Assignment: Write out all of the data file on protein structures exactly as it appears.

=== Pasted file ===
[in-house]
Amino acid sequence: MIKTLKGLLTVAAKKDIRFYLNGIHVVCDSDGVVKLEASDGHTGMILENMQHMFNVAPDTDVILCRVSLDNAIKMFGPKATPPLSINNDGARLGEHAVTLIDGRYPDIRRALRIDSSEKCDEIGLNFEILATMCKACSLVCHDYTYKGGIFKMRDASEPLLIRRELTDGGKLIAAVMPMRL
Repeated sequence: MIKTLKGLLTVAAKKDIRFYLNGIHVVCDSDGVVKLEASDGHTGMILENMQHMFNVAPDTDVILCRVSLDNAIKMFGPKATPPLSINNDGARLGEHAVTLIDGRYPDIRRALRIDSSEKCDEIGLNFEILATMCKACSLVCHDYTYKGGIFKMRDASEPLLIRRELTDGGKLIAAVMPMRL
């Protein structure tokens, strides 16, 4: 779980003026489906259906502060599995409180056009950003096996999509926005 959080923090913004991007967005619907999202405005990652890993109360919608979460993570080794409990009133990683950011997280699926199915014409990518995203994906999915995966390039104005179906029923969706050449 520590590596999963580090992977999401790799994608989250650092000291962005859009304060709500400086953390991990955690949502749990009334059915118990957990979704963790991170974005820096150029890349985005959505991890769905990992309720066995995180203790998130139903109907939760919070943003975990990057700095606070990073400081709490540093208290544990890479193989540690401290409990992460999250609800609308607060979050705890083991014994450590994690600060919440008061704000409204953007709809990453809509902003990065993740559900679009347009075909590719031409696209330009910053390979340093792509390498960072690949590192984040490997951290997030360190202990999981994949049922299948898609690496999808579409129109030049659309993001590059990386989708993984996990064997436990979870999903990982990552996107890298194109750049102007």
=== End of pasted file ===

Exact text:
[in-house]
Amino acid sequence: MIKTLKGLLTVAAKKDIRFYLNGIHVVCDSDGVVKLEASDGHTGMILENMQHMFNVAPDTDVILCRVSLDNAIKMFGPKATPPLSINNDGARLGEHAVTLIDGRYPDIRRALRIDSSEKCDEIGLNFEILATMCKACSLVCHDYTYKGGIFKMRDASEPLLIRRELTDGGKLIAAVMPMRL
Repeated sequence: MIKTLKGLLTVAAKKDIRFYLNGIHVVCDSDGVVKLEASDGHTGMILENMQHMFNVAPDTDVILCRVSLDNAIKMFGPKATPPLSINNDGARLGEHAVTLIDGRYPDIRRALRIDSSEKCDEIGLNFEILATMCKACSLVCHDYTYKGGIFKMRDASEPLLIRRELTDGGKLIAAVMPMRL
């Protein structure tokens, strides 16, 4: 779980003026489906259906502060599995409180056009950003096996999509926005 959080923090913004991007967005619907999202405005990652890993109360919608979460993570080794409990009133990683950011997280699926199915014409990518995203994906999915995966390039104005179906029923969706050449 520590590596999963580090992977999401790799994608989250650092000291962005859009304060709500400086953390991990955690949502749990009334059915118990957990979704963790991170974005820096150029890349985005959505991890769905990992309720066995995180203790998130139903109907939760919070943003975990990057700095606070990073400081709490540093208290544990890479193989540690401290409990992460999250609800609308607060979050705890083991014994450590994690600060919440008061704000409204953007709809990453809509902003990065993740559900679009347009075909590719031409696209330009910053390979340093792509390498960072690949590192984040490997951290997030360190202990999981994949049922299948898609690496999808579409129109030049659309993001590059990386989708993984996990064997436990979870999903990982990552996107890298194109750049102007």